Subject: Re: -current problems
To: None <current-users@NetBSD.ORG>
From: der Mouse <mouse@Rodents.Montreal.QC.CA>
List: current-users
Date: 02/18/1998 19:54:31
>>> I *thought* that shared libraries had their own data segments,
>>> loaded at the same time as the library's text segment; [...]

> So, we have two conflicting goals: we wish to use shared library data
> content at _run time_, while we also want to know the address of that
> data _now_.

> The compromise implemented is this: ld notes the symbol name and the
> size of the data item (both of which can be found in the shared
> library's symbol table) and [...]

It is?  When I ran nm -a -p on /usr/lib/, no symbols of
type S (or s) were listed.  Is this a change more recent than version
12.20 of libc?  (This was on a SPARC.)

Incidentally, nm (as of the approximately-1.3 source tree I have) can
print several symbol type letters that aren't documented in the

Those aside...yes, that explains what's going on.  Given that half the
point of shared libraries is painless library upgrades, this seems at
least somewhat broken to me.  I'd be tempted to suggest turning
sys_errlist into "const char * const * const" instead of the current
"const char * const []", except that that doesn't fix the real problem,
it just papers over it in this case (and perhaps not even that; I
haven't thought about it much, precisely because it's not a real fix).

The best fix, I think, is to record in the executable the size ld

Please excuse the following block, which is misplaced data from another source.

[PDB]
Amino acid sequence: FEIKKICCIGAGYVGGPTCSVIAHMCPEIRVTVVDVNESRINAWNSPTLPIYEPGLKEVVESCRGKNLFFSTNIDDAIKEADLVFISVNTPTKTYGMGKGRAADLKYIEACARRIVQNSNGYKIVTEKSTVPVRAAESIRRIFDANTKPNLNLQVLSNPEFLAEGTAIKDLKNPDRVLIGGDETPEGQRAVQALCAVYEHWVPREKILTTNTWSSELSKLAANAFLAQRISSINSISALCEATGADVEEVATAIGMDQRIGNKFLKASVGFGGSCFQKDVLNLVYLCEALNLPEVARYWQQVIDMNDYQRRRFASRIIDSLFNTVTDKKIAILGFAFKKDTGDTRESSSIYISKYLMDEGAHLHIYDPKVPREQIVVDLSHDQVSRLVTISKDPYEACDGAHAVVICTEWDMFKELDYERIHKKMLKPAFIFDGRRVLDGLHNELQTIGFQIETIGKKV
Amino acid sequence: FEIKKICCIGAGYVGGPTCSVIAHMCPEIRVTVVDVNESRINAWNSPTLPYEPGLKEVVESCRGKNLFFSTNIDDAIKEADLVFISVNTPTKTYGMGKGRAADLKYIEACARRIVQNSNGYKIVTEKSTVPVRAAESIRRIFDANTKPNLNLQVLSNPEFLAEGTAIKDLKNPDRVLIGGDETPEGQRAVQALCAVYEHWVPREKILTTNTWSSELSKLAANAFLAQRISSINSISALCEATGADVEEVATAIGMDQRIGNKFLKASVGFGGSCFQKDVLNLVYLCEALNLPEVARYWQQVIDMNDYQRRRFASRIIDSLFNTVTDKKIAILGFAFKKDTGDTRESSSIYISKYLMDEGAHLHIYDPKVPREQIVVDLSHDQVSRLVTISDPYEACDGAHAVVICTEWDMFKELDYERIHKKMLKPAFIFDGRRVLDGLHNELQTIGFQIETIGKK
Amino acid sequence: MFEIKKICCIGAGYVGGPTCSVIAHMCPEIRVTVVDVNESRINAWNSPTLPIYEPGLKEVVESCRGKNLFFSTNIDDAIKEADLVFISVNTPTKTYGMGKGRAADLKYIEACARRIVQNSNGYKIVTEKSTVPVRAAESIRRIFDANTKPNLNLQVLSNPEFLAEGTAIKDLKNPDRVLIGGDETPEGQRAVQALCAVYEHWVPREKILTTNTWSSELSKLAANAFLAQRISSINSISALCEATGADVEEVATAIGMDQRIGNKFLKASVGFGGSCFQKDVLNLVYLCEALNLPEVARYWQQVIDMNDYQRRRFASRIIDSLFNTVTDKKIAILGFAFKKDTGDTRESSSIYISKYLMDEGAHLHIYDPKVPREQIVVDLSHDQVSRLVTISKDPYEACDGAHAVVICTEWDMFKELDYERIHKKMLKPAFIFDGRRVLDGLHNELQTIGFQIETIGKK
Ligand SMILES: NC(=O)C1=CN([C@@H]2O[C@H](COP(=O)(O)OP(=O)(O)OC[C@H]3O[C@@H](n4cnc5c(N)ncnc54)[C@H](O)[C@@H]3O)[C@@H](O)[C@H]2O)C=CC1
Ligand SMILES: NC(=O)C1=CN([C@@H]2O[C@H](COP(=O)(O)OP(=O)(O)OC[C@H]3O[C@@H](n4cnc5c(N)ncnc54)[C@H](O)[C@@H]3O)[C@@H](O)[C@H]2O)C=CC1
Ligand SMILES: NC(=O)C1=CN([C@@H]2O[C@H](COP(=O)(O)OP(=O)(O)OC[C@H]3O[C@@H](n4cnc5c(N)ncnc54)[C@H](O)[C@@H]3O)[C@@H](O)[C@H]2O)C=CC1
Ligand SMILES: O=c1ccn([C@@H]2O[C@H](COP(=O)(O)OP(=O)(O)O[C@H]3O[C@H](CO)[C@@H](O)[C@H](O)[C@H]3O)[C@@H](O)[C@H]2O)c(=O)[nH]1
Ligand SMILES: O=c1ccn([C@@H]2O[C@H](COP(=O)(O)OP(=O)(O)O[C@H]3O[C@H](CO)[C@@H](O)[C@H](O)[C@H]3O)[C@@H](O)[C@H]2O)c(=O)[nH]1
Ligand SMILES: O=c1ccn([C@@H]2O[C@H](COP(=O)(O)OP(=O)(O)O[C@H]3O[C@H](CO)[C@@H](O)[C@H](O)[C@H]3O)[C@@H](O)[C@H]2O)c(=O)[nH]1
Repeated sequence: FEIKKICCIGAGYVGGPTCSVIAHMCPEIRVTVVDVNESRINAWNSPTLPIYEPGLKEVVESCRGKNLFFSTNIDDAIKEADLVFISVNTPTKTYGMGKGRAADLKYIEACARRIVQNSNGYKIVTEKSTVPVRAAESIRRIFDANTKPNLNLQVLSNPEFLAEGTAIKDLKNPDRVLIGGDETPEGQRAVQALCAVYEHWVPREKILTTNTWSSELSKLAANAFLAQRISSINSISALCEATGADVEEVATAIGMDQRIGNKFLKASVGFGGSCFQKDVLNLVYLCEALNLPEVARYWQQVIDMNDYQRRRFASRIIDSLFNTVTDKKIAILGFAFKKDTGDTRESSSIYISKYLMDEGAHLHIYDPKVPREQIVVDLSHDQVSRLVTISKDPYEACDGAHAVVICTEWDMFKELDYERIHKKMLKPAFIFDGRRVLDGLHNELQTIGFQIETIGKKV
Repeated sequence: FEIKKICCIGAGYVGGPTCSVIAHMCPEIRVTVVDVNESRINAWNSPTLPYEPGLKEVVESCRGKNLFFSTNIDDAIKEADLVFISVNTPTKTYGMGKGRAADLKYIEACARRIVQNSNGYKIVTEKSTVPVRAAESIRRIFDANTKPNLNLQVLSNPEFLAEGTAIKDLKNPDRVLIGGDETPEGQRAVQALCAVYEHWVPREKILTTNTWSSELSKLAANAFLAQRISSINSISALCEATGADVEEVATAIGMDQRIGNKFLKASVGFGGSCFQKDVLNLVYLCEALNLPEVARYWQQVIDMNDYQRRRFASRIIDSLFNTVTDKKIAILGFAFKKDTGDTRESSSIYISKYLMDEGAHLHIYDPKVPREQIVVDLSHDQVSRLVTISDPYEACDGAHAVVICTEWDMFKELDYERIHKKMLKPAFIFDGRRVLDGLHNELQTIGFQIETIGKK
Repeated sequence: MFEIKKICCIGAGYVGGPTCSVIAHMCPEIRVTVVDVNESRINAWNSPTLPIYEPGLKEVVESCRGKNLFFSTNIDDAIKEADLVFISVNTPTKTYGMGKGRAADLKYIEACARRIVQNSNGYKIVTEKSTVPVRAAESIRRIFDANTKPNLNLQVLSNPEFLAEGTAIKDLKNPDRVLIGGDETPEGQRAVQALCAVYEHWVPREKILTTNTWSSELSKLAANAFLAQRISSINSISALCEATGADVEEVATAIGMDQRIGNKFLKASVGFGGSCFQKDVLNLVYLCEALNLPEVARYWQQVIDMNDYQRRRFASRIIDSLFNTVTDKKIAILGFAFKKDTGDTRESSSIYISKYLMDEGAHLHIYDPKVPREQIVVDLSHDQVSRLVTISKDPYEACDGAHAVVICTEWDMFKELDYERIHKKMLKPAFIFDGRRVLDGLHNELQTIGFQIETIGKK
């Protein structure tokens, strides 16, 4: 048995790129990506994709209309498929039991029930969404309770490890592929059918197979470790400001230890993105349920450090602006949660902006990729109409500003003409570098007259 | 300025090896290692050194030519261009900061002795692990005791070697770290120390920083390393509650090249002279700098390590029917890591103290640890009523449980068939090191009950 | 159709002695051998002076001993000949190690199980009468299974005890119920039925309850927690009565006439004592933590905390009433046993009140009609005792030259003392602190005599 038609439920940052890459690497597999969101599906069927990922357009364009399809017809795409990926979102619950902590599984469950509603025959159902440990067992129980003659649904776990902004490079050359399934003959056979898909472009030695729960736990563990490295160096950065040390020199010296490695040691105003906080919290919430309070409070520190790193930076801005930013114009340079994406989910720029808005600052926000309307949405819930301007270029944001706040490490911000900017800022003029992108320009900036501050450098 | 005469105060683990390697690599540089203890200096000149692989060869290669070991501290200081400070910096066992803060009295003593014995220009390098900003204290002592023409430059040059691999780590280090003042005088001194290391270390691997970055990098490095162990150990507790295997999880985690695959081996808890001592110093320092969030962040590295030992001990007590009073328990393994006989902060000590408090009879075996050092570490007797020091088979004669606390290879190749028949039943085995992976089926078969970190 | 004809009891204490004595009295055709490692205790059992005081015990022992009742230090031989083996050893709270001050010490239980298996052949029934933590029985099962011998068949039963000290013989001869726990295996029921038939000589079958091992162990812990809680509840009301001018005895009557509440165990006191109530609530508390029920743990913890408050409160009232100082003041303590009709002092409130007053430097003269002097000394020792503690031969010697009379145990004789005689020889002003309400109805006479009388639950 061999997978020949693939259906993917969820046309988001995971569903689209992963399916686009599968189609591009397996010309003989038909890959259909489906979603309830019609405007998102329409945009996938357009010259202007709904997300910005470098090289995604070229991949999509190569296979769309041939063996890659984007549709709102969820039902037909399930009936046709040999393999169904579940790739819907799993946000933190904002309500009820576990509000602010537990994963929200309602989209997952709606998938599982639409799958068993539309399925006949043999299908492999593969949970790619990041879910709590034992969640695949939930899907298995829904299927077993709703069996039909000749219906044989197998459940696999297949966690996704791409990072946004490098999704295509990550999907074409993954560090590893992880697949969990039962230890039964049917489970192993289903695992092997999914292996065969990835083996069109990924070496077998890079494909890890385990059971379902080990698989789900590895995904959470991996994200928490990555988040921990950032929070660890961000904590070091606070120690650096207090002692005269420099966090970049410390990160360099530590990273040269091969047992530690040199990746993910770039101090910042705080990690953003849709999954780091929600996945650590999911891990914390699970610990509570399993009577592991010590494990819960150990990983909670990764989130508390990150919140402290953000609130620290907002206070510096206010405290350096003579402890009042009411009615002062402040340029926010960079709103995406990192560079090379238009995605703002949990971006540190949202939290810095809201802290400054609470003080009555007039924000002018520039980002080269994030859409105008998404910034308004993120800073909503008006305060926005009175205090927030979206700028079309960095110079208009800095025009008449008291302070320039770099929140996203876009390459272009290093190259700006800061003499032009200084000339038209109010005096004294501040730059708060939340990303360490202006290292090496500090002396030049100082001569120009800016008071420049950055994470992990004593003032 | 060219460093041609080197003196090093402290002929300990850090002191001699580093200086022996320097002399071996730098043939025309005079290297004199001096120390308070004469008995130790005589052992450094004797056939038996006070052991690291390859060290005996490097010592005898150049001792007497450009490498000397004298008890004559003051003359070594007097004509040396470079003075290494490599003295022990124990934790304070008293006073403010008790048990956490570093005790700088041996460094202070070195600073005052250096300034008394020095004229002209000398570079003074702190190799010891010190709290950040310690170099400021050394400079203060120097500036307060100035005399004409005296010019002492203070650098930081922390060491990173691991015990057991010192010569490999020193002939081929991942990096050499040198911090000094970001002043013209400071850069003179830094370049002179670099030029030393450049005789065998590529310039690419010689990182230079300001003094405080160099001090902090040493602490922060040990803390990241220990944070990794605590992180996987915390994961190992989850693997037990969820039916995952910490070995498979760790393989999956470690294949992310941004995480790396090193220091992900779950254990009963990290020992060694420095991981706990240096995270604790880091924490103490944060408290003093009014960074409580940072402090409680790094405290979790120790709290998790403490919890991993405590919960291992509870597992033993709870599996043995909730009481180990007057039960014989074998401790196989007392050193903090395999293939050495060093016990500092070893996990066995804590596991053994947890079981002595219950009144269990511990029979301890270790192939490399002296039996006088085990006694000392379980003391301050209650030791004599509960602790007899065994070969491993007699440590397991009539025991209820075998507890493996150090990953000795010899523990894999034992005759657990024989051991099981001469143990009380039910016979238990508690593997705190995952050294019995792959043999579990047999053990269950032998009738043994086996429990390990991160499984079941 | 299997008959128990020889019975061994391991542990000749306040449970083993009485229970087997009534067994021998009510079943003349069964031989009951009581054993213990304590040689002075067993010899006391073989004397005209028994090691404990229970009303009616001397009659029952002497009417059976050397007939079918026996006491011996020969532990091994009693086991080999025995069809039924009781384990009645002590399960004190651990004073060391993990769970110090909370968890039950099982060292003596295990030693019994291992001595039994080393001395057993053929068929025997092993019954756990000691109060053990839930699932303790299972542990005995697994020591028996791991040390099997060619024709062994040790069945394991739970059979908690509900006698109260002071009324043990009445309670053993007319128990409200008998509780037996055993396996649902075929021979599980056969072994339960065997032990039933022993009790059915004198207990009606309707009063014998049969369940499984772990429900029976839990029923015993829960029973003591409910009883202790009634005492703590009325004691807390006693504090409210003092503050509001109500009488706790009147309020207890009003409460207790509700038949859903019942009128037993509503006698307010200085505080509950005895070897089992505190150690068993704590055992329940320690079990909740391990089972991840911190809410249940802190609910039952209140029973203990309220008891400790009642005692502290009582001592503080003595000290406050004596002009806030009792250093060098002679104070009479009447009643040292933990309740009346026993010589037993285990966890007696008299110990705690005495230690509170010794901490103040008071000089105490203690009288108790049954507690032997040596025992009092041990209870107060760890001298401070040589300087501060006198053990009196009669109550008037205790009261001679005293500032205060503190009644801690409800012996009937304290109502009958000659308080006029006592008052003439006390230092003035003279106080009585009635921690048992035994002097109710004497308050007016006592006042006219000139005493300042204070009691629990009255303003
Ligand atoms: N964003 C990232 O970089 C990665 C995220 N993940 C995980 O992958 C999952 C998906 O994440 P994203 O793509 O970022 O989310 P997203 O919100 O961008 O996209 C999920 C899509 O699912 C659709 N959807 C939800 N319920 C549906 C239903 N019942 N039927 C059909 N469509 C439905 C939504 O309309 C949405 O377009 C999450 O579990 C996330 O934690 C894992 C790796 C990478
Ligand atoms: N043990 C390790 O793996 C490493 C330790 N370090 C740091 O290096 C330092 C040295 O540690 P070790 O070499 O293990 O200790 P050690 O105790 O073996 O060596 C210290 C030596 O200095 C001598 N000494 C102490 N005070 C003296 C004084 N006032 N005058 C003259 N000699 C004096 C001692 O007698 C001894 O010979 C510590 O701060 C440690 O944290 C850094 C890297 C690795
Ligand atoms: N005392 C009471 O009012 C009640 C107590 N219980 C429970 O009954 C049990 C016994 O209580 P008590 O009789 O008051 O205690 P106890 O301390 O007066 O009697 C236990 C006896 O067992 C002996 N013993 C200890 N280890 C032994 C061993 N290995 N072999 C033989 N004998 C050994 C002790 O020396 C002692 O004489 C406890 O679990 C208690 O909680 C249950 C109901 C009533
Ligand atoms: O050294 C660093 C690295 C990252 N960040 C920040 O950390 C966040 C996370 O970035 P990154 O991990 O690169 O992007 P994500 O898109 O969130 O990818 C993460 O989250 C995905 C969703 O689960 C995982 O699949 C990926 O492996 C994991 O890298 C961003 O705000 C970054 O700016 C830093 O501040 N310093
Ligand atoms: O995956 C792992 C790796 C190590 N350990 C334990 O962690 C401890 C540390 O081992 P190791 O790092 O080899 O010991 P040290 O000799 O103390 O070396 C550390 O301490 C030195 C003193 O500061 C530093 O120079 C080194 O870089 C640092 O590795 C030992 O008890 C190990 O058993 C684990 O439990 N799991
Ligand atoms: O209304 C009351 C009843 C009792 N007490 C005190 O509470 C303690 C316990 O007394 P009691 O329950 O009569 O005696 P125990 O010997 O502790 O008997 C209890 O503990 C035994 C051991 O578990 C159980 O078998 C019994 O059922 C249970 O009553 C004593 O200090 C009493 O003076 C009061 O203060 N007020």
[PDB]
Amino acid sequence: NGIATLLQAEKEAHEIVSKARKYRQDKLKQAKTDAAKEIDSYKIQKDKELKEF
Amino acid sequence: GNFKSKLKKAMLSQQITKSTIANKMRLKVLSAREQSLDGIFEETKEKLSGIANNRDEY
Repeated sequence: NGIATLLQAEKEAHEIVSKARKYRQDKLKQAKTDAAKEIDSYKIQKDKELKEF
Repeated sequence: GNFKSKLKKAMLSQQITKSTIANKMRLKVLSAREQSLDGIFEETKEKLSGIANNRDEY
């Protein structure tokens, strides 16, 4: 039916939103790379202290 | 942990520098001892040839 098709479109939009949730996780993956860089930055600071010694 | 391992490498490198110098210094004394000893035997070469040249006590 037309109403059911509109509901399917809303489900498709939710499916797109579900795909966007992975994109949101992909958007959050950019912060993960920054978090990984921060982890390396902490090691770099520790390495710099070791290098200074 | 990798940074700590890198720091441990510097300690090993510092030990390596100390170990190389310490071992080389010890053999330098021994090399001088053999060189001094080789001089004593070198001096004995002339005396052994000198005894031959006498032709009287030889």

assumed for each object, and generate relocations telling where
the references to it are.  Then, if finds that the symbol size in
the library at run-time matches the size recorded at link-time, it
ignores those relocations and copies the data into the bss segment;
otherwise, it leaves the data in the shared library and relocates all
references to refer to it.  This always gets the semantics correct,
paying the penalty of not sharing text pages only when it can't be
avoided.  (Another penalty is some wasted bss space when a mismatch is
found; I don't consider this to be a problem.)

Of course, it would also mean someone would have to do it; the code
isn't going to write itself. :-(

> SunOS 4.x takes a different approach and stuffs all exported data
> into an accompanying archive (`.sa') file, causing all referenced
> data to be copied into the executable's data segment.

I'm fairly sure I've used .so libraries under SunOS with nontrivial
data segments and without generating .sa files, and they've at least
basically worked, so *something* right happens.  (Perhaps this just
made do more work and rendered a bunch of text pages

					der Mouse

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